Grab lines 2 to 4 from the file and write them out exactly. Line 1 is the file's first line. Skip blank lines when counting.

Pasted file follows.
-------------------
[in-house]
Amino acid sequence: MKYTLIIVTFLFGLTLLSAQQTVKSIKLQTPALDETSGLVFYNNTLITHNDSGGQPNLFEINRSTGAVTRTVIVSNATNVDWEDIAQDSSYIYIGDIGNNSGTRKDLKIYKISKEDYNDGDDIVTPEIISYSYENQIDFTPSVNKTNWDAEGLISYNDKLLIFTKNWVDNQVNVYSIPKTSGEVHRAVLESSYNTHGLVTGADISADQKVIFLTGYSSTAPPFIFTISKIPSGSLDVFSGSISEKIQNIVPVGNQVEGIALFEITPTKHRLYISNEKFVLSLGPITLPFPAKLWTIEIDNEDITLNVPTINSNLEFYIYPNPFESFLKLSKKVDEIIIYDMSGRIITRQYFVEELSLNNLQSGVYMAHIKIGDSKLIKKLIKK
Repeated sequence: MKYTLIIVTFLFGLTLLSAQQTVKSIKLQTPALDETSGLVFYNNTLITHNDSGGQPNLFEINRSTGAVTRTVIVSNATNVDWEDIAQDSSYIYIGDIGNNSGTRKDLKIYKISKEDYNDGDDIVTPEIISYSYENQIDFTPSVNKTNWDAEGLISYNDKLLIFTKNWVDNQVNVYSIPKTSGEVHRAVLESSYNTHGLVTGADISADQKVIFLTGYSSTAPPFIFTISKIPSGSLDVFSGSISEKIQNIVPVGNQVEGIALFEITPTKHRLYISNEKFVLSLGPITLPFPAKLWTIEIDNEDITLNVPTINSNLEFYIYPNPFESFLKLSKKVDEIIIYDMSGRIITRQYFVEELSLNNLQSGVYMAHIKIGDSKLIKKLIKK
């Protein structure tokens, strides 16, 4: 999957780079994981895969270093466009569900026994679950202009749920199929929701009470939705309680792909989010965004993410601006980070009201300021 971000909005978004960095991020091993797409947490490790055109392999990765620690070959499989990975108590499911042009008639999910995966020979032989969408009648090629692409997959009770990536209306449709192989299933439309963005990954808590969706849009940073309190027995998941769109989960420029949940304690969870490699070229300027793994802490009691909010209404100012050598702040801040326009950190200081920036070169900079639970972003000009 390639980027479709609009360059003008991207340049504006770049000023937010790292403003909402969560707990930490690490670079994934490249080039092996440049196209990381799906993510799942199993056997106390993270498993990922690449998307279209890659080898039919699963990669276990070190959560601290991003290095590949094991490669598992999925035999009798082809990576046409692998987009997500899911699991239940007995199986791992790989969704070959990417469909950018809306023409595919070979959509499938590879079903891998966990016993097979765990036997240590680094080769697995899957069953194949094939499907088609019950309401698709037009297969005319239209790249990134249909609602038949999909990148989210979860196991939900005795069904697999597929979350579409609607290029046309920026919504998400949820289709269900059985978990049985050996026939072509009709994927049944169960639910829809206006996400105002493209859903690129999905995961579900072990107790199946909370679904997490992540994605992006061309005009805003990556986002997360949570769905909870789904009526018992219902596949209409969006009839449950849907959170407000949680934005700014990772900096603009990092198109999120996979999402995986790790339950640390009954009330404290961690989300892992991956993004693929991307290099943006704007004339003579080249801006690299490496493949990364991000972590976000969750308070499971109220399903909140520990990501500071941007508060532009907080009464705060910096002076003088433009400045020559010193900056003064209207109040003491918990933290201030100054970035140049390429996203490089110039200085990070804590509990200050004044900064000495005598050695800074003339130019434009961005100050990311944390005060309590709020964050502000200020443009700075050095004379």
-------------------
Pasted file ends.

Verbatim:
Amino acid sequence: MKYTLIIVTFLFGLTLLSAQQTVKSIKLQTPALDETSGLVFYNNTLITHNDSGGQPNLFEINRSTGAVTRTVIVSNATNVDWEDIAQDSSYIYIGDIGNNSGTRKDLKIYKISKEDYNDGDDIVTPEIISYSYENQIDFTPSVNKTNWDAEGLISYNDKLLIFTKNWVDNQVNVYSIPKTSGEVHRAVLESSYNTHGLVTGADISADQKVIFLTGYSSTAPPFIFTISKIPSGSLDVFSGSISEKIQNIVPVGNQVEGIALFEITPTKHRLYISNEKFVLSLGPITLPFPAKLWTIEIDNEDITLNVPTINSNLEFYIYPNPFESFLKLSKKVDEIIIYDMSGRIITRQYFVEELSLNNLQSGVYMAHIKIGDSKLIKKLIKK
Repeated sequence: MKYTLIIVTFLFGLTLLSAQQTVKSIKLQTPALDETSGLVFYNNTLITHNDSGGQPNLFEINRSTGAVTRTVIVSNATNVDWEDIAQDSSYIYIGDIGNNSGTRKDLKIYKISKEDYNDGDDIVTPEIISYSYENQIDFTPSVNKTNWDAEGLISYNDKLLIFTKNWVDNQVNVYSIPKTSGEVHRAVLESSYNTHGLVTGADISADQKVIFLTGYSSTAPPFIFTISKIPSGSLDVFSGSISEKIQNIVPVGNQVEGIALFEITPTKHRLYISNEKFVLSLGPITLPFPAKLWTIEIDNEDITLNVPTINSNLEFYIYPNPFESFLKLSKKVDEIIIYDMSGRIITRQYFVEELSLNNLQSGVYMAHIKIGDSKLIKKLIKK
């Protein structure tokens, strides 16, 4: 999957780079994981895969270093466009569900026994679950202009749920199929929701009470939705309680792909989010965004993410601006980070009201300021 971000909005978004960095991020091993797409947490490790055109392999990765620690070959499989990975108590499911042009008639999910995966020979032989969408009648090629692409997959009770990536209306449709192989299933439309963005990954808590969706849009940073309190027995998941769109989960420029949940304690969870490699070229300027793994802490009691909010209404100012050598702040801040326009950190200081920036070169900079639970972003000009 390639980027479709609009360059003008991207340049504006770049000023937010790292403003909402969560707990930490690490670079994934490249080039092996440049196209990381799906993510799942199993056997106390993270498993990922690449998307279209890659080898039919699963990669276990070190959560601290991003290095590949094991490669598992999925035999009798082809990576046409692998987009997500899911699991239940007995199986791992790989969704070959990417469909950018809306023409595919070979959509499938590879079903891998966990016993097979765990036997240590680094080769697995899957069953194949094939499907088609019950309401698709037009297969005319239209790249990134249909609602038949999909990148989210979860196991939900005795069904697999597929979350579409609607290029046309920026919504998400949820289709269900059985978990049985050996026939072509009709994927049944169960639910829809206006996400105002493209859903690129999905995961579900072990107790199946909370679904997490992540994605992006061309005009805003990556986002997360949570769905909870789904009526018992219902596949209409969006009839449950849907959170407000949680934005700014990772900096603009990092198109999120996979999402995986790790339950640390009954009330404290961690989300892992991956993004693929991307290099943006704007004339003579080249801006690299490496493949990364991000972590976000969750308070499971109220399903909140520990990501500071941007508060532009907080009464705060910096002076003088433009400045020559010193900056003064209207109040003491918990933290201030100054970035140049390429996203490089110039200085990070804590509990200050004044900064000495005598050695800074003339130019434009961005100050990311944390005060309590709020964050502000200020443009700075050095004379």